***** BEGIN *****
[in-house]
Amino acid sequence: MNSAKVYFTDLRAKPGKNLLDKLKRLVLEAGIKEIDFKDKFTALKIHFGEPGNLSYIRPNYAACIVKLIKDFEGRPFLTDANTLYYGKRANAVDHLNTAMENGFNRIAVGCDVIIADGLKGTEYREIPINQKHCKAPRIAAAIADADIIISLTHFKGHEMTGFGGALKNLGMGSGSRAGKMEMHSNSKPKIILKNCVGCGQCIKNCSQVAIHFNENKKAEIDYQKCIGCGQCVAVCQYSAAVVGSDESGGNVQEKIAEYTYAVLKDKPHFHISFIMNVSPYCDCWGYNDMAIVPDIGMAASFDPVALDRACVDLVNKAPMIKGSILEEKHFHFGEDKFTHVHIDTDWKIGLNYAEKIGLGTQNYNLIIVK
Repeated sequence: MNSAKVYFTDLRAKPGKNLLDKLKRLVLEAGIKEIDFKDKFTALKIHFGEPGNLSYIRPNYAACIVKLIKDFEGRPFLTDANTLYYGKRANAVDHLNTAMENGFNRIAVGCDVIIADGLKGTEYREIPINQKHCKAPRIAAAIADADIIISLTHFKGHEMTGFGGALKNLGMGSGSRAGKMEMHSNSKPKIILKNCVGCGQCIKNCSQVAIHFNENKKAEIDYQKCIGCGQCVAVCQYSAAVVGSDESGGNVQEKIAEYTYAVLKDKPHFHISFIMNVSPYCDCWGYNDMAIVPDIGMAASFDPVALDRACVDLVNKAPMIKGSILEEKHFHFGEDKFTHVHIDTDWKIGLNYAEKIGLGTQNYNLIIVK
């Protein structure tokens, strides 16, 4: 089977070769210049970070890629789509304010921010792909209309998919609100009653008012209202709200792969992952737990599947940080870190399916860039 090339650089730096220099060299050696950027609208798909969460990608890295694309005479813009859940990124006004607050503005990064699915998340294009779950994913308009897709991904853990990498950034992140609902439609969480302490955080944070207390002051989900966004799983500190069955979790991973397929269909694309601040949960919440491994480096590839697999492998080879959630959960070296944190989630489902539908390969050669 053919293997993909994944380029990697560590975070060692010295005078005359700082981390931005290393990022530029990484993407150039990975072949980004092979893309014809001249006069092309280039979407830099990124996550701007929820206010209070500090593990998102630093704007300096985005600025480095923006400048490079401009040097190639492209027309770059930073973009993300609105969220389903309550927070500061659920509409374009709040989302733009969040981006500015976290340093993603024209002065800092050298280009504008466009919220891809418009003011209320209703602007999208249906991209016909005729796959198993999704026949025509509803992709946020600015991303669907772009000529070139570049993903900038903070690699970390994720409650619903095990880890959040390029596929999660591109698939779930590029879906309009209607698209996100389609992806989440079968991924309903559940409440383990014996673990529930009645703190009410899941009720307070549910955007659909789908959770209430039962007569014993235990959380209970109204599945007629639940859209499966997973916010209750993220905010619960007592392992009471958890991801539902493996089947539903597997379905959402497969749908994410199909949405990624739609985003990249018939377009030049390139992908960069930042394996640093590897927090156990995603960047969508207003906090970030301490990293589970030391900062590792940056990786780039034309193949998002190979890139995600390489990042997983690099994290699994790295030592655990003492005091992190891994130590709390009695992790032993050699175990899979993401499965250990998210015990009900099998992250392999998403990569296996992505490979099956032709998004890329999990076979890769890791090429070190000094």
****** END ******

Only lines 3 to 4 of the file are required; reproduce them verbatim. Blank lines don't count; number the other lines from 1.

Repeated sequence: MNSAKVYFTDLRAKPGKNLLDKLKRLVLEAGIKEIDFKDKFTALKIHFGEPGNLSYIRPNYAACIVKLIKDFEGRPFLTDANTLYYGKRANAVDHLNTAMENGFNRIAVGCDVIIADGLKGTEYREIPINQKHCKAPRIAAAIADADIIISLTHFKGHEMTGFGGALKNLGMGSGSRAGKMEMHSNSKPKIILKNCVGCGQCIKNCSQVAIHFNENKKAEIDYQKCIGCGQCVAVCQYSAAVVGSDESGGNVQEKIAEYTYAVLKDKPHFHISFIMNVSPYCDCWGYNDMAIVPDIGMAASFDPVALDRACVDLVNKAPMIKGSILEEKHFHFGEDKFTHVHIDTDWKIGLNYAEKIGLGTQNYNLIIVK
């Protein structure tokens, strides 16, 4: 089977070769210049970070890629789509304010921010792909209309998919609100009653008012209202709200792969992952737990599947940080870190399916860039 090339650089730096220099060299050696950027609208798909969460990608890295694309005479813009859940990124006004607050503005990064699915998340294009779950994913308009897709991904853990990498950034992140609902439609969480302490955080944070207390002051989900966004799983500190069955979790991973397929269909694309601040949960919440491994480096590839697999492998080879959630959960070296944190989630489902539908390969050669 053919293997993909994944380029990697560590975070060692010295005078005359700082981390931005290393990022530029990484993407150039990975072949980004092979893309014809001249006069092309280039979407830099990124996550701007929820206010209070500090593990998102630093704007300096985005600025480095923006400048490079401009040097190639492209027309770059930073973009993300609105969220389903309550927070500061659920509409374009709040989302733009969040981006500015976290340093993603024209002065800092050298280009504008466009919220891809418009003011209320209703602007999208249906991209016909005729796959198993999704026949025509509803992709946020600015991303669907772009000529070139570049993903900038903070690699970390994720409650619903095990880890959040390029596929999660591109698939779930590029879906309009209607698209996100389609992806989440079968991924309903559940409440383990014996673990529930009645703190009410899941009720307070549910955007659909789908959770209430039962007569014993235990959380209970109204599945007629639940859209499966997973916010209750993220905010619960007592392992009471958890991801539902493996089947539903597997379905959402497969749908994410199909949405990624739609985003990249018939377009030049390139992908960069930042394996640093590897927090156990995603960047969508207003906090970030301490990293589970030391900062590792940056990786780039034309193949998002190979890139995600390489990042997983690099994290699994790295030592655990003492005091992190891994130590709390009695992790032993050699175990899979993401499965250990998210015990009900099998992250392999998403990569296996992505490979099956032709998004890329999990076979890769890791090429070190000094």